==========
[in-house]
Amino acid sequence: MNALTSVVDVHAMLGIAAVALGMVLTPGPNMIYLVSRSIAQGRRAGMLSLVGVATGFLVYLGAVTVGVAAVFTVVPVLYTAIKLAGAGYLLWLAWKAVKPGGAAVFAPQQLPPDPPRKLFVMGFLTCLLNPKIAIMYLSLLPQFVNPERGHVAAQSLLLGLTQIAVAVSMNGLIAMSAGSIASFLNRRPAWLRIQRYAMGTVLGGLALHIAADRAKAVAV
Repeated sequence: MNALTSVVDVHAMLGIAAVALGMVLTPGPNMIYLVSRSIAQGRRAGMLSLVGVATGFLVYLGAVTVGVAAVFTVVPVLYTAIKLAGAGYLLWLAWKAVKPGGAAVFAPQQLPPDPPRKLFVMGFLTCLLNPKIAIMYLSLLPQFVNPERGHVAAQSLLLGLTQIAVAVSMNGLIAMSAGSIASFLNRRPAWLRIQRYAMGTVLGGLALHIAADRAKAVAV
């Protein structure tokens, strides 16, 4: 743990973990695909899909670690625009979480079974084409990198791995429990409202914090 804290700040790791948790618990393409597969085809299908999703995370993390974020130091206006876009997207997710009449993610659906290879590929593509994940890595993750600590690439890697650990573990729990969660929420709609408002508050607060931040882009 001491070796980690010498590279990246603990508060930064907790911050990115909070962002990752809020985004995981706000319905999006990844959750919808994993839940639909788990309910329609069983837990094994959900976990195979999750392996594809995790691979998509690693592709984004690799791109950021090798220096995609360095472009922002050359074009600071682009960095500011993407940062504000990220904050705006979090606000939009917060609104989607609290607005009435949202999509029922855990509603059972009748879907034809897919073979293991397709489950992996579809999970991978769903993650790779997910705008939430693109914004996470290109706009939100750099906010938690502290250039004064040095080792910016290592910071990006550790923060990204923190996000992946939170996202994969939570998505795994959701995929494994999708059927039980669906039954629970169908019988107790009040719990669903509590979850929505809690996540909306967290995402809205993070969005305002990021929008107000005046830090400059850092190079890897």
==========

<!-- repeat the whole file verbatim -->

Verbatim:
[in-house]
Amino acid sequence: MNALTSVVDVHAMLGIAAVALGMVLTPGPNMIYLVSRSIAQGRRAGMLSLVGVATGFLVYLGAVTVGVAAVFTVVPVLYTAIKLAGAGYLLWLAWKAVKPGGAAVFAPQQLPPDPPRKLFVMGFLTCLLNPKIAIMYLSLLPQFVNPERGHVAAQSLLLGLTQIAVAVSMNGLIAMSAGSIASFLNRRPAWLRIQRYAMGTVLGGLALHIAADRAKAVAV
Repeated sequence: MNALTSVVDVHAMLGIAAVALGMVLTPGPNMIYLVSRSIAQGRRAGMLSLVGVATGFLVYLGAVTVGVAAVFTVVPVLYTAIKLAGAGYLLWLAWKAVKPGGAAVFAPQQLPPDPPRKLFVMGFLTCLLNPKIAIMYLSLLPQFVNPERGHVAAQSLLLGLTQIAVAVSMNGLIAMSAGSIASFLNRRPAWLRIQRYAMGTVLGGLALHIAADRAKAVAV
């Protein structure tokens, strides 16, 4: 743990973990695909899909670690625009979480079974084409990198791995429990409202914090 804290700040790791948790618990393409597969085809299908999703995370993390974020130091206006876009997207997710009449993610659906290879590929593509994940890595993750600590690439890697650990573990729990969660929420709609408002508050607060931040882009 001491070796980690010498590279990246603990508060930064907790911050990115909070962002990752809020985004995981706000319905999006990844959750919808994993839940639909788990309910329609069983837990094994959900976990195979999750392996594809995790691979998509690693592709984004690799791109950021090798220096995609360095472009922002050359074009600071682009960095500011993407940062504000990220904050705006979090606000939009917060609104989607609290607005009435949202999509029922855990509603059972009748879907034809897919073979293991397709489950992996579809999970991978769903993650790779997910705008939430693109914004996470290109706009939100750099906010938690502290250039004064040095080792910016290592910071990006550790923060990204923190996000992946939170996202994969939570998505795994959701995929494994999708059927039980669906039954629970169908019988107790009040719990669903509590979850929505809690996540909306967290995402809205993070969005305002990021929008107000005046830090400059850092190079890897």